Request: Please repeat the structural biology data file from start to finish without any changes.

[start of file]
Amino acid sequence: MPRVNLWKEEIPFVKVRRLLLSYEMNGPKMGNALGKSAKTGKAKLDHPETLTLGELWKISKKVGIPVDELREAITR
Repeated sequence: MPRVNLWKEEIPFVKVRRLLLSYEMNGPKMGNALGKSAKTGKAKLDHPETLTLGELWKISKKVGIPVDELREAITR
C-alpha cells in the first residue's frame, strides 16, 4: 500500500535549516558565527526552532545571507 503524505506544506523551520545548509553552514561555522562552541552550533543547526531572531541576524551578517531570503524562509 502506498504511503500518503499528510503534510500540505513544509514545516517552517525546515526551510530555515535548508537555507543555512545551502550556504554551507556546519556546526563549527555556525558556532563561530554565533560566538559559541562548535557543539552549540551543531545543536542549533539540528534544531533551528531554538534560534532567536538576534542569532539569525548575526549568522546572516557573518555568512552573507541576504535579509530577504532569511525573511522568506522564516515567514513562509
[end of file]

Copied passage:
Amino acid sequence: MPRVNLWKEEIPFVKVRRLLLSYEMNGPKMGNALGKSAKTGKAKLDHPETLTLGELWKISKKVGIPVDELREAITR
Repeated sequence: MPRVNLWKEEIPFVKVRRLLLSYEMNGPKMGNALGKSAKTGKAKLDHPETLTLGELWKISKKVGIPVDELREAITR
C-alpha cells in the first residue's frame, strides 16, 4: 500500500535549516558565527526552532545571507 503524505506544506523551520545548509553552514561555522562552541552550533543547526531572531541576524551578517531570503524562509 502506498504511503500518503499528510503534510500540505513544509514545516517552517525546515526551510530555515535548508537555507543555512545551502550556504554551507556546519556546526563549527555556525558556532563561530554565533560566538559559541562548535557543539552549540551543531545543536542549533539540528534544531533551528531554538534560534532567536538576534542569532539569525548575526549568522546572516557573518555568512552573507541576504535579509530577504532569511525573511522568506522564516515567514513562509